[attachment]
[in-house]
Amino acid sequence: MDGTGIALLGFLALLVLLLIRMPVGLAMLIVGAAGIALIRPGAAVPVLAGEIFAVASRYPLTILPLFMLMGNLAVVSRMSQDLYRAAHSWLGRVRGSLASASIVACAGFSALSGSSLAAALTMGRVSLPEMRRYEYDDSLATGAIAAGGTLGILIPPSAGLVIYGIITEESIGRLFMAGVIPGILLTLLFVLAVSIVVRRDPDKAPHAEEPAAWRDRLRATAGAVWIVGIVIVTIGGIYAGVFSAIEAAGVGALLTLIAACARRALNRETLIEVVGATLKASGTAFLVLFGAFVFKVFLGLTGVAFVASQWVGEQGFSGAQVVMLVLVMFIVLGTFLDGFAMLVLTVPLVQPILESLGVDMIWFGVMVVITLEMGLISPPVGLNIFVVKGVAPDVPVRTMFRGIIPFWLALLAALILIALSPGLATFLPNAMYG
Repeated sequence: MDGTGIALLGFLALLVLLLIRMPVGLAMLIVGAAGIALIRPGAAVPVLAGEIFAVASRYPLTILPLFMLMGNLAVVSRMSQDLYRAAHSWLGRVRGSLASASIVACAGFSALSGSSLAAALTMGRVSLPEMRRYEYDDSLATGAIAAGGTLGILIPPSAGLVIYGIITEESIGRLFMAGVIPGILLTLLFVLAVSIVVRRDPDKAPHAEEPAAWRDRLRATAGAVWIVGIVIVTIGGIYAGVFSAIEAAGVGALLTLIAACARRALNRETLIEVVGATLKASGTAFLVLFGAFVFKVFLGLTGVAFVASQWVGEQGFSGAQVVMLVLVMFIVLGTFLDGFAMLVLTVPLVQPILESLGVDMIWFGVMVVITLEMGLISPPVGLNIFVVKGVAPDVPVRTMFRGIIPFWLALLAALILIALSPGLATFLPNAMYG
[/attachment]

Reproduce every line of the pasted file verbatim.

[in-house]
Amino acid sequence: MDGTGIALLGFLALLVLLLIRMPVGLAMLIVGAAGIALIRPGAAVPVLAGEIFAVASRYPLTILPLFMLMGNLAVVSRMSQDLYRAAHSWLGRVRGSLASASIVACAGFSALSGSSLAAALTMGRVSLPEMRRYEYDDSLATGAIAAGGTLGILIPPSAGLVIYGIITEESIGRLFMAGVIPGILLTLLFVLAVSIVVRRDPDKAPHAEEPAAWRDRLRATAGAVWIVGIVIVTIGGIYAGVFSAIEAAGVGALLTLIAACARRALNRETLIEVVGATLKASGTAFLVLFGAFVFKVFLGLTGVAFVASQWVGEQGFSGAQVVMLVLVMFIVLGTFLDGFAMLVLTVPLVQPILESLGVDMIWFGVMVVITLEMGLISPPVGLNIFVVKGVAPDVPVRTMFRGIIPFWLALLAALILIALSPGLATFLPNAMYG
Repeated sequence: MDGTGIALLGFLALLVLLLIRMPVGLAMLIVGAAGIALIRPGAAVPVLAGEIFAVASRYPLTILPLFMLMGNLAVVSRMSQDLYRAAHSWLGRVRGSLASASIVACAGFSALSGSSLAAALTMGRVSLPEMRRYEYDDSLATGAIAAGGTLGILIPPSAGLVIYGIITEESIGRLFMAGVIPGILLTLLFVLAVSIVVRRDPDKAPHAEEPAAWRDRLRATAGAVWIVGIVIVTIGGIYAGVFSAIEAAGVGALLTLIAACARRALNRETLIEVVGATLKASGTAFLVLFGAFVFKVFLGLTGVAFVASQWVGEQGFSGAQVVMLVLVMFIVLGTFLDGFAMLVLTVPLVQPILESLGVDMIWFGVMVVITLEMGLISPPVGLNIFVVKGVAPDVPVRTMFRGIIPFWLALLAALILIALSPGLATFLPNAMYG